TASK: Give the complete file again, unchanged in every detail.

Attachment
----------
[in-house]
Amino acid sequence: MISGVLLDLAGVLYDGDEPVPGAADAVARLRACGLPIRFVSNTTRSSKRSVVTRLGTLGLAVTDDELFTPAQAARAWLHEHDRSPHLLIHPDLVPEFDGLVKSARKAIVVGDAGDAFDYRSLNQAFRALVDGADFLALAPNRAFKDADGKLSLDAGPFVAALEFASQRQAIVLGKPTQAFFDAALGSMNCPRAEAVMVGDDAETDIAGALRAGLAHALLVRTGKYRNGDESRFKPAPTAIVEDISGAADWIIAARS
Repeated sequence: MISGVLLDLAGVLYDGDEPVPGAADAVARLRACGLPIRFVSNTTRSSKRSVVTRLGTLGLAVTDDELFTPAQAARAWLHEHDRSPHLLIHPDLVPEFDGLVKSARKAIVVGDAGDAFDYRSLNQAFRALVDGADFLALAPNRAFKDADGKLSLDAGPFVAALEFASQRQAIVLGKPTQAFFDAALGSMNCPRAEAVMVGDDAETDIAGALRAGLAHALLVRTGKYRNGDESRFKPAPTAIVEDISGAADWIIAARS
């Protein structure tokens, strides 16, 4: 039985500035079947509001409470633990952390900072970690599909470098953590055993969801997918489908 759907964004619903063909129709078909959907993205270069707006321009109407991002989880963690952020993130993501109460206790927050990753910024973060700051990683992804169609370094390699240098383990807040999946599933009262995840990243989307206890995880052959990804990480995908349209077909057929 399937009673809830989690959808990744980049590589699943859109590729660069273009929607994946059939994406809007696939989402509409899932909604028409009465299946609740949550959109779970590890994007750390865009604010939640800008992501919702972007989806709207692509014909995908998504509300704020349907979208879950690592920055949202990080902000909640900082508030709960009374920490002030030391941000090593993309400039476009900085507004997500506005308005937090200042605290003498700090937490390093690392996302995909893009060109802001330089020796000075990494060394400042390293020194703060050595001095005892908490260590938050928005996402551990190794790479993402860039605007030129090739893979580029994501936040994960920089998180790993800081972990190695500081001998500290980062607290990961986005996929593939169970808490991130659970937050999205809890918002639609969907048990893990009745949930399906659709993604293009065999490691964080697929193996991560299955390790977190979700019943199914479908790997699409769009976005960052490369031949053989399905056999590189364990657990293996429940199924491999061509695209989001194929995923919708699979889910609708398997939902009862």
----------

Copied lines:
[in-house]
Amino acid sequence: MISGVLLDLAGVLYDGDEPVPGAADAVARLRACGLPIRFVSNTTRSSKRSVVTRLGTLGLAVTDDELFTPAQAARAWLHEHDRSPHLLIHPDLVPEFDGLVKSARKAIVVGDAGDAFDYRSLNQAFRALVDGADFLALAPNRAFKDADGKLSLDAGPFVAALEFASQRQAIVLGKPTQAFFDAALGSMNCPRAEAVMVGDDAETDIAGALRAGLAHALLVRTGKYRNGDESRFKPAPTAIVEDISGAADWIIAARS
Repeated sequence: MISGVLLDLAGVLYDGDEPVPGAADAVARLRACGLPIRFVSNTTRSSKRSVVTRLGTLGLAVTDDELFTPAQAARAWLHEHDRSPHLLIHPDLVPEFDGLVKSARKAIVVGDAGDAFDYRSLNQAFRALVDGADFLALAPNRAFKDADGKLSLDAGPFVAALEFASQRQAIVLGKPTQAFFDAALGSMNCPRAEAVMVGDDAETDIAGALRAGLAHALLVRTGKYRNGDESRFKPAPTAIVEDISGAADWIIAARS
């Protein structure tokens, strides 16, 4: 039985500035079947509001409470633990952390900072970690599909470098953590055993969801997918489908 759907964004619903063909129709078909959907993205270069707006321009109407991002989880963690952020993130993501109460206790927050990753910024973060700051990683992804169609370094390699240098383990807040999946599933009262995840990243989307206890995880052959990804990480995908349209077909057929 399937009673809830989690959808990744980049590589699943859109590729660069273009929607994946059939994406809007696939989402509409899932909604028409009465299946609740949550959109779970590890994007750390865009604010939640800008992501919702972007989806709207692509014909995908998504509300704020349907979208879950690592920055949202990080902000909640900082508030709960009374920490002030030391941000090593993309400039476009900085507004997500506005308005937090200042605290003498700090937490390093690392996302995909893009060109802001330089020796000075990494060394400042390293020194703060050595001095005892908490260590938050928005996402551990190794790479993402860039605007030129090739893979580029994501936040994960920089998180790993800081972990190695500081001998500290980062607290990961986005996929593939169970808490991130659970937050999205809890918002639609969907048990893990009745949930399906659709993604293009065999490691964080697929193996991560299955390790977190979700019943199914479908790997699409769009976005960052490369031949053989399905056999590189364990657990293996429940199924491999061509695209989001194929995923919708699979889910609708398997939902009862």